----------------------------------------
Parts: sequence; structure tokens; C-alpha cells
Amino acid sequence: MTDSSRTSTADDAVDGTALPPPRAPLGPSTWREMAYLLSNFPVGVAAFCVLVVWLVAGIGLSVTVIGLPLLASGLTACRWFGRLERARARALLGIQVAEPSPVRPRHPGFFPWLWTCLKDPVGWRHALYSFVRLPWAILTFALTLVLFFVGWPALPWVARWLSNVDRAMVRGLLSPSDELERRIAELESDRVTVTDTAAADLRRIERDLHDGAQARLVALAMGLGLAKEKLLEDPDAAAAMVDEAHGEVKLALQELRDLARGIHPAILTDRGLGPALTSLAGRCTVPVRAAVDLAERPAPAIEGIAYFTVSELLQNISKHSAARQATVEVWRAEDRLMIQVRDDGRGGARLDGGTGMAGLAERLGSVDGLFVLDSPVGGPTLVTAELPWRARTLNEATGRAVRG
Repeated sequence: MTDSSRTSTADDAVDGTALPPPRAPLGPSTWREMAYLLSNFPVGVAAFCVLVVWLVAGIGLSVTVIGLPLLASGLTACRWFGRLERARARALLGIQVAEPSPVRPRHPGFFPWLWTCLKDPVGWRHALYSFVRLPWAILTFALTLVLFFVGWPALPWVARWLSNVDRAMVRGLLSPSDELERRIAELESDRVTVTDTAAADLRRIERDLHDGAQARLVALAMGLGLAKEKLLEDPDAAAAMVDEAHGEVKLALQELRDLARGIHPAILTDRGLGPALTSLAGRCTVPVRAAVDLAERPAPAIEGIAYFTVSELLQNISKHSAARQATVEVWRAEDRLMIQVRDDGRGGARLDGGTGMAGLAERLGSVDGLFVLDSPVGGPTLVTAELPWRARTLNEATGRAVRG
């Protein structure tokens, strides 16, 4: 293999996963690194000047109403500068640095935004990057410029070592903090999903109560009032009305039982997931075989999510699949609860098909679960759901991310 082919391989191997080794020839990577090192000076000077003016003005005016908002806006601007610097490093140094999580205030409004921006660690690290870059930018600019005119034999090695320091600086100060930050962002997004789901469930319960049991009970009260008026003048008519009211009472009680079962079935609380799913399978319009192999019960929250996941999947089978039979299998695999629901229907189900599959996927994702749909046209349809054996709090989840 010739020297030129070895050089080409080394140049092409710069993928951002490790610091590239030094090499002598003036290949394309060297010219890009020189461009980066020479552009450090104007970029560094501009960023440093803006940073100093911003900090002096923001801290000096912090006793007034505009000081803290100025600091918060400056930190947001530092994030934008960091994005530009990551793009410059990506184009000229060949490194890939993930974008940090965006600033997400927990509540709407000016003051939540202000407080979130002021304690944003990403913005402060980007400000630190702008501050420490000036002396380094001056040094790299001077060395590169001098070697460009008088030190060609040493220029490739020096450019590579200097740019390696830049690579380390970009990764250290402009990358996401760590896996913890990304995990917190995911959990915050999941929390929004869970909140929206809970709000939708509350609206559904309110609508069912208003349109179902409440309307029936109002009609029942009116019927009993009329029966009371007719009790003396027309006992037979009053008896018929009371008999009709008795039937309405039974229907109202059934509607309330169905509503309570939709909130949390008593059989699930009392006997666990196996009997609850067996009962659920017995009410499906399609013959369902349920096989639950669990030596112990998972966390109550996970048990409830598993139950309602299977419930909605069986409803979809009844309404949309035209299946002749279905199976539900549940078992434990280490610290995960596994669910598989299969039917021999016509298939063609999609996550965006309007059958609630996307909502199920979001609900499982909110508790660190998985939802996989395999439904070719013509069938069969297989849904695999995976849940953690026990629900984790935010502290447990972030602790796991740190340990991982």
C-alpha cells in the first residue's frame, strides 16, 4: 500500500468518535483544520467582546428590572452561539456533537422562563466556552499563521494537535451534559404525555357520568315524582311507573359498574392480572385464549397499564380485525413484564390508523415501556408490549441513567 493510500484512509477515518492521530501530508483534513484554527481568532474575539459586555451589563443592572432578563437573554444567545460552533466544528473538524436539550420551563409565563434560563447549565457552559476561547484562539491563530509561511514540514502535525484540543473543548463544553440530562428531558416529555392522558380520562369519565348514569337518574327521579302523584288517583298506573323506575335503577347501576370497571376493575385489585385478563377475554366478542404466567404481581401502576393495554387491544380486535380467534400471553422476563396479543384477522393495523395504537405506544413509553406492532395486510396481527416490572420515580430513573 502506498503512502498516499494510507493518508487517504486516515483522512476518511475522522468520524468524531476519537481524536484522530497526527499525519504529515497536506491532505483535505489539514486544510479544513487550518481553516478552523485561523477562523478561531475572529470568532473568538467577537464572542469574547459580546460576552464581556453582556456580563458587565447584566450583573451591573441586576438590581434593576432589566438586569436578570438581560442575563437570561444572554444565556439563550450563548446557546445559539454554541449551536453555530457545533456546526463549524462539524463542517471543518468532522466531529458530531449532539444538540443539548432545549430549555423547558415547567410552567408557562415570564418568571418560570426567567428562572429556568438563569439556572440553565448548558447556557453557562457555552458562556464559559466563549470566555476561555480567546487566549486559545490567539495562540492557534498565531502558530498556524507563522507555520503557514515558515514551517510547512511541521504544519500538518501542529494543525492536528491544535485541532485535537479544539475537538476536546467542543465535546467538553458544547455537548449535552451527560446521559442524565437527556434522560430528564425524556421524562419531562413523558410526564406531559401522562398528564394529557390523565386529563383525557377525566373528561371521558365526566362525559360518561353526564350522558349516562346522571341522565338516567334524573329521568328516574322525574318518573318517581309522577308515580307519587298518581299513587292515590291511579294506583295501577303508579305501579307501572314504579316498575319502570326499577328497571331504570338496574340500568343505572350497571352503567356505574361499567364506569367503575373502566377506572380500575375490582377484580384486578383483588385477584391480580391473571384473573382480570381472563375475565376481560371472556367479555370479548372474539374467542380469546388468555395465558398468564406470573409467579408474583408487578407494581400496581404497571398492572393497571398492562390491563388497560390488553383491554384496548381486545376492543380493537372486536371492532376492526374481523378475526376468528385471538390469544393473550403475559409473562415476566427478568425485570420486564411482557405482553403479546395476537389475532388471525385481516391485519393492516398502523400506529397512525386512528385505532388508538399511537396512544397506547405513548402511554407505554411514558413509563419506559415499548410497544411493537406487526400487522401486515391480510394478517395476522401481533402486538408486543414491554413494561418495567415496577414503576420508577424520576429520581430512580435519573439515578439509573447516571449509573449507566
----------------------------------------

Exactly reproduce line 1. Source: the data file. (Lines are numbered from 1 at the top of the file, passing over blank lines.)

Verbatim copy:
Parts: sequence; structure tokens; C-alpha cells